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Sketch of William H. Fruen
William H. Fruen carried an influence in business and political circles
in Minneapolis. He was born in Fisherton Anger Parish, Salisbury,
Wiltshire, England, July 15, 1845, and served an apprenticeship as a
machinist at Newcastle-on-the-Tyne. Coming to the United States in June,
1865, he found employment with the Boston Screw Company, and there
learned all the detail of the manufacture of screws and of making the
screw machinery. He made patterns for several new machines and installed
them, also becoming a stockholder in the company. In those years the
American Screw Company was buying up the smaller shops and forming a
monopoly, the Boston Screw Company being thus absorbed.
In 1870 Mr. Fruen visited St. Paul--had then never heard of
Minneapolis--but soon secured a repair and machine shop in the milling
district of Minneapolis. The new process of flour manufacture was being
introduced; and his skill was sought to make patterns and build new
machinery. With the idea of screw manufacture in mind he built
twenty-five machines; and in 1874, he built a dam on Basset's Creek near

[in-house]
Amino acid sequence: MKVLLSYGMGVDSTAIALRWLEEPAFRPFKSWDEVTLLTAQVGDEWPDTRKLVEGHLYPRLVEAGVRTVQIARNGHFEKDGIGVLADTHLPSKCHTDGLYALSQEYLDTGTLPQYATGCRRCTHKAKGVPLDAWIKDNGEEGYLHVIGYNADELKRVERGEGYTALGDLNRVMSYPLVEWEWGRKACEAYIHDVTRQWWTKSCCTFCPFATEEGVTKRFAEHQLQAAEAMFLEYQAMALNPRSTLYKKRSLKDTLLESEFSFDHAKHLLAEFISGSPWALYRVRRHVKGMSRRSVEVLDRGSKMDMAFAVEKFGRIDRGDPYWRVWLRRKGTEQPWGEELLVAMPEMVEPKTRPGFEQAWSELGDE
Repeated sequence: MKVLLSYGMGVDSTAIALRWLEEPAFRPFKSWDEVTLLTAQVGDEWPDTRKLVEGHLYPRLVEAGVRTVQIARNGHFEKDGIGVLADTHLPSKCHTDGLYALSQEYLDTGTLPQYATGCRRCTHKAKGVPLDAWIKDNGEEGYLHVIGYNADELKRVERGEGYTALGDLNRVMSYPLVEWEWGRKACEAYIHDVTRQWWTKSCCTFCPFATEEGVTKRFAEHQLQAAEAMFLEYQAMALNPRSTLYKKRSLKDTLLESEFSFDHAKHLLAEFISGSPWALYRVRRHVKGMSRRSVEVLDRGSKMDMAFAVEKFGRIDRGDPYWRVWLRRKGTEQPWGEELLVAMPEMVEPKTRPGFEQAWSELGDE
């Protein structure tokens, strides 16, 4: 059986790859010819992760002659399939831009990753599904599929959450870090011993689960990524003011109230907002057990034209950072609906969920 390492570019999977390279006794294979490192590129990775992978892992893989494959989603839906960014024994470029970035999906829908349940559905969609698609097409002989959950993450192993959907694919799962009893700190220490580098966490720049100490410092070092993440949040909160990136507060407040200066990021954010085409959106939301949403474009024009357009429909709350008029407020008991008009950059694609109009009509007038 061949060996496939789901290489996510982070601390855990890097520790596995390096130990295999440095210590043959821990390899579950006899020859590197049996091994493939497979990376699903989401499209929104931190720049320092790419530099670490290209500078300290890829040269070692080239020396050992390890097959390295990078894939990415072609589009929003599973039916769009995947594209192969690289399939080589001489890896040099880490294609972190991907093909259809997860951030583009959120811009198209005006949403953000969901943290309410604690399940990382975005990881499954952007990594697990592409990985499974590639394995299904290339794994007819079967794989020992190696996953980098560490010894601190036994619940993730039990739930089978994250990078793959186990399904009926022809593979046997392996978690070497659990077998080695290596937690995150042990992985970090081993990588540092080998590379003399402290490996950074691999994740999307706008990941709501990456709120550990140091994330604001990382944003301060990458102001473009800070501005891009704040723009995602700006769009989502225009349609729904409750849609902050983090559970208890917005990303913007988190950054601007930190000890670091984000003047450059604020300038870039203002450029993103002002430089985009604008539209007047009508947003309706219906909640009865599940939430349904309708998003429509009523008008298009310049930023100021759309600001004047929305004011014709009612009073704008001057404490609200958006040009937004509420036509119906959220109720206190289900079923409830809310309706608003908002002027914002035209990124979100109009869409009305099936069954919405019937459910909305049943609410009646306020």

where Glenwood Avenue crosses it and erected a plant where he made 8,000
gross of screws, most of which were sold to T.B. Janney and Company.
R.P. Russell and M.J. Mendenhall were original partners, but both were
so crippled by financial depression that the burden fell wholly on Mr.
Fruen, who found it difficult to enlist capital, so that it took some
years to get well established.
In 1878 the American Screw Company sought to buy the Fruen plant, and
make screw machinery.
After the historic explosion of the Washburn "A" mill, his services were
sought to provide means to prevent a recurrence, one invention being an
alarm bell to indicate shortage of flow of grain between the mill stones
and stop the machinery before the surfaces would be injured. speed of
machinery also needed regulation and in 1878 he secured patents on a
Water Wheel Governor; which, within a year, had replaced all other such
devices in Minneapolis; although, to get his first governor into use he
had to give it to one of the mills. His old screw factory was now
converted into a manufactory of these governors. These machines which
automatically regulated the speed of water wheels, regardless of the head
of water, were shipped into many foreign countries including England,
Japan, and Argentina. This industry demanded his attention largely until
1890, and proved a financial success, making him an important factor in
Mr. Fruen was doubtless best known in connection with the supply of
spring water to Minneapolis. Fine springs of purest water near his
factory began to be utilized for this purpose about 1882. It was during